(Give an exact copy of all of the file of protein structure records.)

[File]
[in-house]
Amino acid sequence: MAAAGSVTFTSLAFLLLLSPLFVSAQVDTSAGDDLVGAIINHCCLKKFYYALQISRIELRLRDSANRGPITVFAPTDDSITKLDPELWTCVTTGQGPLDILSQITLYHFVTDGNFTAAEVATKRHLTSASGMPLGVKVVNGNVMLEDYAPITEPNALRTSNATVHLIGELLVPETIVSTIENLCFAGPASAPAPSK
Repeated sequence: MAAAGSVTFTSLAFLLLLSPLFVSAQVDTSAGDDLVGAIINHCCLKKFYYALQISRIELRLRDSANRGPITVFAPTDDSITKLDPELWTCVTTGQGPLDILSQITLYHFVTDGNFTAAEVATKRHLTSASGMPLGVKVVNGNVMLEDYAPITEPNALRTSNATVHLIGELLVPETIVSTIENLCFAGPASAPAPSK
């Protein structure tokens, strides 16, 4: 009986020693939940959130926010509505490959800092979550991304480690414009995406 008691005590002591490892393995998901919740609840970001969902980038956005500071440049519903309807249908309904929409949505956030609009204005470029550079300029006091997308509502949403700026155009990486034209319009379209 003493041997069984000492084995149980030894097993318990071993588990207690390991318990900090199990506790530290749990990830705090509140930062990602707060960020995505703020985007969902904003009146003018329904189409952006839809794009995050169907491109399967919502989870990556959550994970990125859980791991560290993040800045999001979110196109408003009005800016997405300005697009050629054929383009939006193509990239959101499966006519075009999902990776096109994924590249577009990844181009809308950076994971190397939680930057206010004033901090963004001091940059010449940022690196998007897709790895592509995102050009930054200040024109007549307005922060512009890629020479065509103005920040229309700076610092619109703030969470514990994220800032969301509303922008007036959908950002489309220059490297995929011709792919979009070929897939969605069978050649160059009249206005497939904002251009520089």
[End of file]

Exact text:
[in-house]
Amino acid sequence: MAAAGSVTFTSLAFLLLLSPLFVSAQVDTSAGDDLVGAIINHCCLKKFYYALQISRIELRLRDSANRGPITVFAPTDDSITKLDPELWTCVTTGQGPLDILSQITLYHFVTDGNFTAAEVATKRHLTSASGMPLGVKVVNGNVMLEDYAPITEPNALRTSNATVHLIGELLVPETIVSTIENLCFAGPASAPAPSK
Repeated sequence: MAAAGSVTFTSLAFLLLLSPLFVSAQVDTSAGDDLVGAIINHCCLKKFYYALQISRIELRLRDSANRGPITVFAPTDDSITKLDPELWTCVTTGQGPLDILSQITLYHFVTDGNFTAAEVATKRHLTSASGMPLGVKVVNGNVMLEDYAPITEPNALRTSNATVHLIGELLVPETIVSTIENLCFAGPASAPAPSK
């Protein structure tokens, strides 16, 4: 009986020693939940959130926010509505490959800092979550991304480690414009995406 008691005590002591490892393995998901919740609840970001969902980038956005500071440049519903309807249908309904929409949505956030609009204005470029550079300029006091997308509502949403700026155009990486034209319009379209 003493041997069984000492084995149980030894097993318990071993588990207690390991318990900090199990506790530290749990990830705090509140930062990602707060960020995505703020985007969902904003009146003018329904189409952006839809794009995050169907491109399967919502989870990556959550994970990125859980791991560290993040800045999001979110196109408003009005800016997405300005697009050629054929383009939006193509990239959101499966006519075009999902990776096109994924590249577009990844181009809308950076994971190397939680930057206010004033901090963004001091940059010449940022690196998007897709790895592509995102050009930054200040024109007549307005922060512009890629020479065509103005920040229309700076610092619109703030969470514990994220800032969301509303922008007036959908950002489309220059490297995929011709792919979009070929897939969605069978050649160059009249206005497939904002251009520089």